There are scores of situations where a Product Manager might find herself/himself getting entangled completely in tactical aspects of product management because the situation demands it or there are simply too much chaos in the organization due to a disorganised way of working. There are also situations when one is with an off-shore development team, “far away” from the customers and key decision makers. It is easy to get completely disoriented and frustrated at the situation. There are ways to salvage out of the “situation” of being a “Shadow Product Manager”:
- In-depth data analysis: They say, data is the plural of anecdotes. I have found that in chaos, people miss out in-depth data analysis; there is always some signal hidden in the pile of data for you to figure out a feature for your road map – at least a clear hypothesis. Once, I remember that analysis of support tickets over a period of time told me that users were not rebooting the machine after installing our application as most users postponed doing that. We worked to build something that required no restart and made life much simpler for the user.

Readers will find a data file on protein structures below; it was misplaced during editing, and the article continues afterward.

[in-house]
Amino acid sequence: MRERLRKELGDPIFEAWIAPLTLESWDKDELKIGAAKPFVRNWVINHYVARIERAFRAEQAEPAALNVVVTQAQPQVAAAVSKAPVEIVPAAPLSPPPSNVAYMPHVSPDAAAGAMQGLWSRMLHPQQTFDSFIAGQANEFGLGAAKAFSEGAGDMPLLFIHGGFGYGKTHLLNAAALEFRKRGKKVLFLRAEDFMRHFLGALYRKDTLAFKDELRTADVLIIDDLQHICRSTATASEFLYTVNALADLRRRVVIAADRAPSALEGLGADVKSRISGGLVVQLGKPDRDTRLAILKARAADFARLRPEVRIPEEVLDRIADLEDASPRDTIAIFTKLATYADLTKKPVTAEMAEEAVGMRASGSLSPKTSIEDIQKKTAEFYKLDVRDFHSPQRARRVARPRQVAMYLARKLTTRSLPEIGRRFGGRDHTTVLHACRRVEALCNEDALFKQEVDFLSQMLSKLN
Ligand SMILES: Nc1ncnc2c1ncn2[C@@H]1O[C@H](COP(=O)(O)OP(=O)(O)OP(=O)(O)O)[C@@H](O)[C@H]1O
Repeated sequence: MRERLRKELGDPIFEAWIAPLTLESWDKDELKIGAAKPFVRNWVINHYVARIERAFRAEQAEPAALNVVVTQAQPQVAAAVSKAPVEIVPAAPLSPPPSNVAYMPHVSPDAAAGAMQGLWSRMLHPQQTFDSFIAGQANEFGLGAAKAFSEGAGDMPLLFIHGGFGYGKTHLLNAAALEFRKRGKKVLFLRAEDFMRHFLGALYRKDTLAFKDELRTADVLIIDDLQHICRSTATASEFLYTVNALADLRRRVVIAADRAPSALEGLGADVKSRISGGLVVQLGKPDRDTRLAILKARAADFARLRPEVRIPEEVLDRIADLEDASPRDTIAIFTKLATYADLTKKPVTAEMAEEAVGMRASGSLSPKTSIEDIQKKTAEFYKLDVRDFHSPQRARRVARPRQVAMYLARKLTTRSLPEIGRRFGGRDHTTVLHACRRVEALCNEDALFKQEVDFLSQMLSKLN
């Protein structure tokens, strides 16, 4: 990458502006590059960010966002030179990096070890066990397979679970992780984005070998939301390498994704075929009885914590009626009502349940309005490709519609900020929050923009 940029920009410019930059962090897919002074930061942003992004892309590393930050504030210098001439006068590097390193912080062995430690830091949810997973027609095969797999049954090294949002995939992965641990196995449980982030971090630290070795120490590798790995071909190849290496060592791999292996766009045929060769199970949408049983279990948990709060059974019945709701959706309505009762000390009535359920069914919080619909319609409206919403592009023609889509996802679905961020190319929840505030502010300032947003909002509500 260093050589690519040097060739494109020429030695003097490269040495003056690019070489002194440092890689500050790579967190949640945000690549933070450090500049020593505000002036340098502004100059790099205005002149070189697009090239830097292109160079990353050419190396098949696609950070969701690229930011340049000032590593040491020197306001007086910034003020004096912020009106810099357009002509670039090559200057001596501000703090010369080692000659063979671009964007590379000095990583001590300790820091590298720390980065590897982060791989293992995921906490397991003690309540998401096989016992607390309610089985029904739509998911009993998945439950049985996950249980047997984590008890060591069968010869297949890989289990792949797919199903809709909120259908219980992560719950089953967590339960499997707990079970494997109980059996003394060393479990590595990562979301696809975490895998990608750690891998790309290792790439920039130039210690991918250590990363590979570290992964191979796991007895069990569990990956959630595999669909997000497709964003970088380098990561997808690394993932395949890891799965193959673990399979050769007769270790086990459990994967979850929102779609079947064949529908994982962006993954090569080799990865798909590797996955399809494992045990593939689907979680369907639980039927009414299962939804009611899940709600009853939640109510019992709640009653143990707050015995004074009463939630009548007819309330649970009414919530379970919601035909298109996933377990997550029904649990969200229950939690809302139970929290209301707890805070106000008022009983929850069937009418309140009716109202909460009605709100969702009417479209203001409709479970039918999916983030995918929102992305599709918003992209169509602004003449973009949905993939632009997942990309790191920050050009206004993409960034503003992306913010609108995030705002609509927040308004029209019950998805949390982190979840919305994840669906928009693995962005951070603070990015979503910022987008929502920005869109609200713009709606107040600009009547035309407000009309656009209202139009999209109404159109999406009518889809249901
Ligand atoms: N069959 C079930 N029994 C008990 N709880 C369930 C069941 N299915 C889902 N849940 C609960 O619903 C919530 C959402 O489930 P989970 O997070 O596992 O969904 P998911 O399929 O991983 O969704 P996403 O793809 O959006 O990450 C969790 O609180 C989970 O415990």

- Collect anecdotal evidences via social media: There are always keen users of your product who are upset when something does not work and make their displeasure known through social media – but are more than happy to help if you collaborate with them. Do not react to each such signals, but pick and choose whom you want to respond to.
- Get into the good books of one or two sales folks: Sales personnel meet the customers all the while but lack of product makes them either succumb to pressure or to overcommit and harass the product manager. However, once you befriend them by helping them understand the product better, you can get involved in sales calls – a lot of them are remote and get connected to the buyer (a typical case of B2B product).
Where most often I as a Product Manager have flawed is to assume that product folks who are geographically near the customer would have spoken to the customer and gathered anecdotal evidences. I have seen instances where not even a decent email was exchanged and the customer was happy when I spoke to them over phone. There is really nothing like a ‘shadow product manager’ – there are only ‘self motivated product managers’ and ‘complaining product managers”.
Photo Credit: Hamid Saber